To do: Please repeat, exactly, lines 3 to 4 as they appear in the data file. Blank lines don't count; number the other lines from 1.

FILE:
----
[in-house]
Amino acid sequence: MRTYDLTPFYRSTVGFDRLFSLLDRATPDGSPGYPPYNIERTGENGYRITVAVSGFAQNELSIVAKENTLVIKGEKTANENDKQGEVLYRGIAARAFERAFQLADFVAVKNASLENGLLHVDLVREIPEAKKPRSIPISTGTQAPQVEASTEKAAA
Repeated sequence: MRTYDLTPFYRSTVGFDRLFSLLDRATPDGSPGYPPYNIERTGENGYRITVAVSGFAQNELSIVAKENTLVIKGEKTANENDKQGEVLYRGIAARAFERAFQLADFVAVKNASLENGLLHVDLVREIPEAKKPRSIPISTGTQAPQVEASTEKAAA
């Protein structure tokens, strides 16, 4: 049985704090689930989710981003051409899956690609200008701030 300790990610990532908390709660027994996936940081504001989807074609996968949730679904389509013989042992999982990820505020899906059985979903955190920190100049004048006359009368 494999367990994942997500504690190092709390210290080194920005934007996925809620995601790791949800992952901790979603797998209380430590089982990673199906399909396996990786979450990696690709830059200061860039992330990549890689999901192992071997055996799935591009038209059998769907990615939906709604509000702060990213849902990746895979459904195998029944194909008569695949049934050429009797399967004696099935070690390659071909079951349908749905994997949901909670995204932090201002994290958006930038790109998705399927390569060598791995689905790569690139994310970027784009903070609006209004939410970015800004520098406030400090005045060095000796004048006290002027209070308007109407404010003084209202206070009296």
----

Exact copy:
Repeated sequence: MRTYDLTPFYRSTVGFDRLFSLLDRATPDGSPGYPPYNIERTGENGYRITVAVSGFAQNELSIVAKENTLVIKGEKTANENDKQGEVLYRGIAARAFERAFQLADFVAVKNASLENGLLHVDLVREIPEAKKPRSIPISTGTQAPQVEASTEKAAA
């Protein structure tokens, strides 16, 4: 049985704090689930989710981003051409899956690609200008701030 300790990610990532908390709660027994996936940081504001989807074609996968949730679904389509013989042992999982990820505020899906059985979903955190920190100049004048006359009368 494999367990994942997500504690190092709390210290080194920005934007996925809620995601790791949800992952901790979603797998209380430590089982990673199906399909396996990786979450990696690709830059200061860039992330990549890689999901192992071997055996799935591009038209059998769907990615939906709604509000702060990213849902990746895979459904195998029944194909008569695949049934050429009797399967004696099935070690390659071909079951349908749905994997949901909670995204932090201002994290958006930038790109998705399927390569060598791995689905790569690139994310970027784009903070609006209004939410970015800004520098406030400090005045060095000796004048006290002027209070308007109407404010003084209202206070009296």